Where There's A Will: Genealogy and Black Britons in the 18th century
As a family historian, about a year ago I began to suspect that one of my ancestors, born about 1800, was black. I read books on black history, accumulated about 600 parish register entries, mainly of servants, and became interested in what happened to them after the deaths of their masters. While looking for the will of one of these masters, I noticed the name John Scipio in the index to wills in the Prerogative Court of Canterbury (PCC) 1750-1800. It is a surname which seems to have been given only to black men (after the Roman north African general) so I knew this would be of interest. The will itself does not mention Scipio’s colour, only that he was the servant of Elizabeth and William Snelgrove, and that he lived in Mile End Old Town in the parish of Stepney, East London.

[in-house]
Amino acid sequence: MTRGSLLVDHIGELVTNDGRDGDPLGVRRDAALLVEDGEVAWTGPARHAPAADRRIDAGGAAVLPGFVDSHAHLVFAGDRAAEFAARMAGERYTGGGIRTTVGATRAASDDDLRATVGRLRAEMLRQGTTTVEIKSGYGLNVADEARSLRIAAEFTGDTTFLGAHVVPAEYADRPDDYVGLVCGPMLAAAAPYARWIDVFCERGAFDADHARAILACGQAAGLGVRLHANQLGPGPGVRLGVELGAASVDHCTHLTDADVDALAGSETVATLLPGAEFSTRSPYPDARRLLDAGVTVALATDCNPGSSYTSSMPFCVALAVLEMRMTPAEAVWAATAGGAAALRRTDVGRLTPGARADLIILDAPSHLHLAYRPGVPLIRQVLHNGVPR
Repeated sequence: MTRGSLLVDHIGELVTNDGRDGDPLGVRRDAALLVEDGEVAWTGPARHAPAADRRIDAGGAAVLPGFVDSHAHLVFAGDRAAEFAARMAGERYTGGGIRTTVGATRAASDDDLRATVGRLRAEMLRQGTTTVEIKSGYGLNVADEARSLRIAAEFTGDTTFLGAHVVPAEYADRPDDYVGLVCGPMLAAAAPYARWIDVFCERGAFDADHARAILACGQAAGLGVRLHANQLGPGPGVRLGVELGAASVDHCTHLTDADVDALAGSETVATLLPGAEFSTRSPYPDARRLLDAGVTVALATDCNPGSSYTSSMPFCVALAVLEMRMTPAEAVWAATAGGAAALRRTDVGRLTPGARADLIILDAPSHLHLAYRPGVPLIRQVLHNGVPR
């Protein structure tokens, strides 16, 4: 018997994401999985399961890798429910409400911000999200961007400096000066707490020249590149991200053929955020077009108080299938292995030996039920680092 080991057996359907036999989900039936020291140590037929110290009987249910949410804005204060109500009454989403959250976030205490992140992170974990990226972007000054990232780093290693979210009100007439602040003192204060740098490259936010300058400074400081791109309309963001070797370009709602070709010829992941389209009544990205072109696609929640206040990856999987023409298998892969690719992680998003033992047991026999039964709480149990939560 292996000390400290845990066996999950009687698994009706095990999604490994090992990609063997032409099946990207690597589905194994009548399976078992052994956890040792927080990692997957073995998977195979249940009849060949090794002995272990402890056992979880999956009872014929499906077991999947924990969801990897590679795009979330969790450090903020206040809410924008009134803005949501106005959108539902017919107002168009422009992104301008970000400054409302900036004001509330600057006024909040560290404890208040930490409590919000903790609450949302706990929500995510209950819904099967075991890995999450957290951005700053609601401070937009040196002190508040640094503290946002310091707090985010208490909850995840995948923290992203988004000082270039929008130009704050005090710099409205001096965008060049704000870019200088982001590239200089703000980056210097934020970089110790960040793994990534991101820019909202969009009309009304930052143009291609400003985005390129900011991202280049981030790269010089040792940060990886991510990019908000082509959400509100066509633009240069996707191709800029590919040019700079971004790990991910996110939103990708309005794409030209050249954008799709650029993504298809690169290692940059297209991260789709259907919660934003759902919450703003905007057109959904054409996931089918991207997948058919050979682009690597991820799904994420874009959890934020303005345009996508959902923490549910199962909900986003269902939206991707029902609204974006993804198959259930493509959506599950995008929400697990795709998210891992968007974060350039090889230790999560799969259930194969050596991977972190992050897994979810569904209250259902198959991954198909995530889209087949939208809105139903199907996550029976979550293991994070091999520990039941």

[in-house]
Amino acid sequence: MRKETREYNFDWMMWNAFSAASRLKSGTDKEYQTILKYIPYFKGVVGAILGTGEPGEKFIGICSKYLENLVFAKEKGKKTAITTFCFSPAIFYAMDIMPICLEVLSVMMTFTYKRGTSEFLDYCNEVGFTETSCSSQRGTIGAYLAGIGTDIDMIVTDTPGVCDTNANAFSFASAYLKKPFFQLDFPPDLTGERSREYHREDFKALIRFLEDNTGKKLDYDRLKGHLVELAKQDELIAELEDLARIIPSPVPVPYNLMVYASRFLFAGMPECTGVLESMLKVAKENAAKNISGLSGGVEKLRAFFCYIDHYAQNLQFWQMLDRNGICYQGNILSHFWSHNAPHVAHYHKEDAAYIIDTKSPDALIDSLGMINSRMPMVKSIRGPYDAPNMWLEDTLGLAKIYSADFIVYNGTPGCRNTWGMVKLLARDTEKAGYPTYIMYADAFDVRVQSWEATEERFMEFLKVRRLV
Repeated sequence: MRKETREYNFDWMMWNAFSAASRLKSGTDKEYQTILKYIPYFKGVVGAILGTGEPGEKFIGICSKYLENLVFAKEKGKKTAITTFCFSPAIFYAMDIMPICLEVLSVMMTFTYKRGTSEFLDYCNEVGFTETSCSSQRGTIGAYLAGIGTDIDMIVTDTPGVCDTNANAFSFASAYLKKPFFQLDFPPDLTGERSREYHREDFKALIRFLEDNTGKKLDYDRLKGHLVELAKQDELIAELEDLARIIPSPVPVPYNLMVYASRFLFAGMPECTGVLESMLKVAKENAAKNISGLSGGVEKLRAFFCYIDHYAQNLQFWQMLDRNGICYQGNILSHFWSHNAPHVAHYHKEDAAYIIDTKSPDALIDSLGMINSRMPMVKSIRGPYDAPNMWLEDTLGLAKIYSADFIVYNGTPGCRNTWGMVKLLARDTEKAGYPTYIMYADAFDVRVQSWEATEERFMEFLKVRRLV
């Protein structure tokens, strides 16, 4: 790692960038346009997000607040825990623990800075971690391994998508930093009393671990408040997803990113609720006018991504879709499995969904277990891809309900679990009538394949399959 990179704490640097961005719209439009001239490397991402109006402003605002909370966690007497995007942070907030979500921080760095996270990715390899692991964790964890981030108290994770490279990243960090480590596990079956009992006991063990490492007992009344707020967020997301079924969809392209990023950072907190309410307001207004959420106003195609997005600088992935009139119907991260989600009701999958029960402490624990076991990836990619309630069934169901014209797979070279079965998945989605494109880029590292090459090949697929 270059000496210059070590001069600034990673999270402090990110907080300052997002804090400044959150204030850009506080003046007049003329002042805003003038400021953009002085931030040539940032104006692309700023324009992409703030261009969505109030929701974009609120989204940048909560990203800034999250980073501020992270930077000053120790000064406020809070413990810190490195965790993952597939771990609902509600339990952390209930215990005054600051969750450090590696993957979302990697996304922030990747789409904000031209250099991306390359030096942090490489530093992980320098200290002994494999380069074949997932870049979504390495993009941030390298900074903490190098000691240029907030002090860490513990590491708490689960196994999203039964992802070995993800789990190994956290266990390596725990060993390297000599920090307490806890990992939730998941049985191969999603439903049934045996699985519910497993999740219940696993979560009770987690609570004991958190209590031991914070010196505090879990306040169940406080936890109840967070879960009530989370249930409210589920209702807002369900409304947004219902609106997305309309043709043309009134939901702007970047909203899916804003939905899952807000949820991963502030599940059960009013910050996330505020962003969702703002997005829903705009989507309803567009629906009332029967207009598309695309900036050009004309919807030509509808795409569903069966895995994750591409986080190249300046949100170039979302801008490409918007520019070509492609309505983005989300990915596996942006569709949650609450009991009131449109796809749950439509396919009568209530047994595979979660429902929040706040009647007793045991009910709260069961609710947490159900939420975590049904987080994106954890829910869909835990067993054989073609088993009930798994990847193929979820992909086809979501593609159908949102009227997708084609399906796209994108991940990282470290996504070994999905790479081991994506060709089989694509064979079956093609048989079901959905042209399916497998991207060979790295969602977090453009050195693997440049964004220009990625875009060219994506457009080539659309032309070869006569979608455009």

Scipio, who died in 1760, left Mrs Snelgrove £5. Her son William (appointed sole executor) received £32. Her two daughters Mary and Anne, and son John, were also bequethed £5 each. Intriguingly, the youngest daughter Elizabeth was to be given £10. The rest of John’s worldly goods were to be divided between a number of people apparently unrelated to him. Ann and Elizabeth Austin, William Ratcliff, Edward James, Maria Coleman and Ann Ramsey were to get £5, while Samuel Ramsey and widow Elizabeth Mason were to receive £10. The children of the Charity School at Mile End Old Town were to get £5, with another £5 to be paid to Samuel Grace, a baker, to be spent on bread for the poor. Sisters Ann Ince and Susannah Tonks and a Dr Josiah Cole of Mark Lane, London, were each left a guinea to buy a ring.
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